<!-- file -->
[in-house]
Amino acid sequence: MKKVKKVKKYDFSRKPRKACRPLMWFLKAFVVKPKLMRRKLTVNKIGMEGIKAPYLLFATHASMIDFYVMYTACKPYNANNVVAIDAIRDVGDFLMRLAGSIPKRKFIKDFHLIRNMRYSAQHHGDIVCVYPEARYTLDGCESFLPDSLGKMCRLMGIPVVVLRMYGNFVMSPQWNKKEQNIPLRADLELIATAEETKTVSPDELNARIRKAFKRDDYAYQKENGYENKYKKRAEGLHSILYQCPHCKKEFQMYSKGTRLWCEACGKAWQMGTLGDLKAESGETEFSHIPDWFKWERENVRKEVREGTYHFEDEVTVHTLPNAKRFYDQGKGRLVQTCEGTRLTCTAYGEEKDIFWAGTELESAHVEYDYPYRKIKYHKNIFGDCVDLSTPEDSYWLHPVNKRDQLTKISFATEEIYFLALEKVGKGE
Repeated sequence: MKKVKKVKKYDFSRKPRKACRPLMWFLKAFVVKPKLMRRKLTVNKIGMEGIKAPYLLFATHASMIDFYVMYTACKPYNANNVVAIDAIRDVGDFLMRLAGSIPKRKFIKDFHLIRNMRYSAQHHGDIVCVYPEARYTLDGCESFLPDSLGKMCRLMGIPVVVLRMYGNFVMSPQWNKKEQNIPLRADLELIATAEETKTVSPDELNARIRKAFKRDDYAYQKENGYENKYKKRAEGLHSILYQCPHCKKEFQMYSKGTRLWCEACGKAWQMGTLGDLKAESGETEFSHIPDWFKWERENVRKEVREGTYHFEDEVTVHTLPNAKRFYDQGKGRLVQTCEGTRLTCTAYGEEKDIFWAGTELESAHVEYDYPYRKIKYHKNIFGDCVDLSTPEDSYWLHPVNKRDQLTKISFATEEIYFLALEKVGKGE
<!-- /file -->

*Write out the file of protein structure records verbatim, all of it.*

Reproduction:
[in-house]
Amino acid sequence: MKKVKKVKKYDFSRKPRKACRPLMWFLKAFVVKPKLMRRKLTVNKIGMEGIKAPYLLFATHASMIDFYVMYTACKPYNANNVVAIDAIRDVGDFLMRLAGSIPKRKFIKDFHLIRNMRYSAQHHGDIVCVYPEARYTLDGCESFLPDSLGKMCRLMGIPVVVLRMYGNFVMSPQWNKKEQNIPLRADLELIATAEETKTVSPDELNARIRKAFKRDDYAYQKENGYENKYKKRAEGLHSILYQCPHCKKEFQMYSKGTRLWCEACGKAWQMGTLGDLKAESGETEFSHIPDWFKWERENVRKEVREGTYHFEDEVTVHTLPNAKRFYDQGKGRLVQTCEGTRLTCTAYGEEKDIFWAGTELESAHVEYDYPYRKIKYHKNIFGDCVDLSTPEDSYWLHPVNKRDQLTKISFATEEIYFLALEKVGKGE
Repeated sequence: MKKVKKVKKYDFSRKPRKACRPLMWFLKAFVVKPKLMRRKLTVNKIGMEGIKAPYLLFATHASMIDFYVMYTACKPYNANNVVAIDAIRDVGDFLMRLAGSIPKRKFIKDFHLIRNMRYSAQHHGDIVCVYPEARYTLDGCESFLPDSLGKMCRLMGIPVVVLRMYGNFVMSPQWNKKEQNIPLRADLELIATAEETKTVSPDELNARIRKAFKRDDYAYQKENGYENKYKKRAEGLHSILYQCPHCKKEFQMYSKGTRLWCEACGKAWQMGTLGDLKAESGETEFSHIPDWFKWERENVRKEVREGTYHFEDEVTVHTLPNAKRFYDQGKGRLVQTCEGTRLTCTAYGEEKDIFWAGTELESAHVEYDYPYRKIKYHKNIFGDCVDLSTPEDSYWLHPVNKRDQLTKISFATEEIYFLALEKVGKGE